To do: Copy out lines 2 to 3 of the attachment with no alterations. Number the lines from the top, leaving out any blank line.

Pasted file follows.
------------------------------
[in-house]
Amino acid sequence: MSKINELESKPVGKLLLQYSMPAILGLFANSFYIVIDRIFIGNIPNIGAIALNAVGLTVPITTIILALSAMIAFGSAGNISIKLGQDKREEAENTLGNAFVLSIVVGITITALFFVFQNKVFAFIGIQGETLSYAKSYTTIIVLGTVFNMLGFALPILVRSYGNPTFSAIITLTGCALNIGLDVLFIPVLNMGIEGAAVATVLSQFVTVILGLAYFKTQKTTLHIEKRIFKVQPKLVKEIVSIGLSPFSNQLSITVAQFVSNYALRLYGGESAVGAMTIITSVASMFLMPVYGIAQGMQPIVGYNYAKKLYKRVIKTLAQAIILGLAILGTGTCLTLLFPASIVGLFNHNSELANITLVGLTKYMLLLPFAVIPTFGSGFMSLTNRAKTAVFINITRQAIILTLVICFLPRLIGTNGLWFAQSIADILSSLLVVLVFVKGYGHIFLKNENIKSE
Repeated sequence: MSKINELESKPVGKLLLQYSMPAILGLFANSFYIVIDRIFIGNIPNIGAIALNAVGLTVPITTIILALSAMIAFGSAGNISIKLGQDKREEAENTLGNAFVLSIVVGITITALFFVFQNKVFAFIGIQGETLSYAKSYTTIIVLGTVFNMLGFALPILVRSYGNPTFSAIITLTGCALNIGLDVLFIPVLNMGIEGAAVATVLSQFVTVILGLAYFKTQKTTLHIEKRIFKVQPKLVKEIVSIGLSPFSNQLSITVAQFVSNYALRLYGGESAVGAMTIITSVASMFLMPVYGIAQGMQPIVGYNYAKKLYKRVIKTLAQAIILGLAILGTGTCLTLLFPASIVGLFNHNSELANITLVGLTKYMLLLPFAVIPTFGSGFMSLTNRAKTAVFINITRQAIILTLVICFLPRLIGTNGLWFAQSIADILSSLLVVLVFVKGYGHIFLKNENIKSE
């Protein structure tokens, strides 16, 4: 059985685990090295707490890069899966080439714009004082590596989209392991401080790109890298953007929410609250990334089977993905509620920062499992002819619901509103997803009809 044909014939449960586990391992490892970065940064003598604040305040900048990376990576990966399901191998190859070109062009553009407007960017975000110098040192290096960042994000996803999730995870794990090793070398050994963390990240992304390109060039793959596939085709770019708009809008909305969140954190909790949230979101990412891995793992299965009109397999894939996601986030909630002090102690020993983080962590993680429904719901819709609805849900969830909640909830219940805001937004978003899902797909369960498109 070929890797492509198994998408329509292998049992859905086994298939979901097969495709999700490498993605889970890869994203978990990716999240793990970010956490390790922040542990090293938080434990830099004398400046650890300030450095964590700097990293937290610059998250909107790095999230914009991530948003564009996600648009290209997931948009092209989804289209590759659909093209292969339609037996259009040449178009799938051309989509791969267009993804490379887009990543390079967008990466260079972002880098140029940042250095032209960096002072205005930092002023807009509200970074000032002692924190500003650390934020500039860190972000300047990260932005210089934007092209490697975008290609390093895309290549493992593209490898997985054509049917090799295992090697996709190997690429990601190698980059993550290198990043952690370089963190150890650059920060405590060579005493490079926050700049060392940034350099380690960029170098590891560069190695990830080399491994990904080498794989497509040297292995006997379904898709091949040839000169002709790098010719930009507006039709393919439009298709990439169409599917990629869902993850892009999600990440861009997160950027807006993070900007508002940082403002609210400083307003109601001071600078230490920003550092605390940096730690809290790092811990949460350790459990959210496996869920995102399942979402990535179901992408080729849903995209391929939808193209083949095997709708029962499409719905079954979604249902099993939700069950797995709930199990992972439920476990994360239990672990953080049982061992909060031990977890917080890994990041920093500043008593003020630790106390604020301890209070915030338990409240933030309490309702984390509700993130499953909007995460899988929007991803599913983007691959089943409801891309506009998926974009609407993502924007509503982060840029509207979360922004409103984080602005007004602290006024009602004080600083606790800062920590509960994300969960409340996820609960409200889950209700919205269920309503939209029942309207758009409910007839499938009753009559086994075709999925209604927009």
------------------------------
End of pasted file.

Amino acid sequence: MSKINELESKPVGKLLLQYSMPAILGLFANSFYIVIDRIFIGNIPNIGAIALNAVGLTVPITTIILALSAMIAFGSAGNISIKLGQDKREEAENTLGNAFVLSIVVGITITALFFVFQNKVFAFIGIQGETLSYAKSYTTIIVLGTVFNMLGFALPILVRSYGNPTFSAIITLTGCALNIGLDVLFIPVLNMGIEGAAVATVLSQFVTVILGLAYFKTQKTTLHIEKRIFKVQPKLVKEIVSIGLSPFSNQLSITVAQFVSNYALRLYGGESAVGAMTIITSVASMFLMPVYGIAQGMQPIVGYNYAKKLYKRVIKTLAQAIILGLAILGTGTCLTLLFPASIVGLFNHNSELANITLVGLTKYMLLLPFAVIPTFGSGFMSLTNRAKTAVFINITRQAIILTLVICFLPRLIGTNGLWFAQSIADILSSLLVVLVFVKGYGHIFLKNENIKSE
Repeated sequence: MSKINELESKPVGKLLLQYSMPAILGLFANSFYIVIDRIFIGNIPNIGAIALNAVGLTVPITTIILALSAMIAFGSAGNISIKLGQDKREEAENTLGNAFVLSIVVGITITALFFVFQNKVFAFIGIQGETLSYAKSYTTIIVLGTVFNMLGFALPILVRSYGNPTFSAIITLTGCALNIGLDVLFIPVLNMGIEGAAVATVLSQFVTVILGLAYFKTQKTTLHIEKRIFKVQPKLVKEIVSIGLSPFSNQLSITVAQFVSNYALRLYGGESAVGAMTIITSVASMFLMPVYGIAQGMQPIVGYNYAKKLYKRVIKTLAQAIILGLAILGTGTCLTLLFPASIVGLFNHNSELANITLVGLTKYMLLLPFAVIPTFGSGFMSLTNRAKTAVFINITRQAIILTLVICFLPRLIGTNGLWFAQSIADILSSLLVVLVFVKGYGHIFLKNENIKSE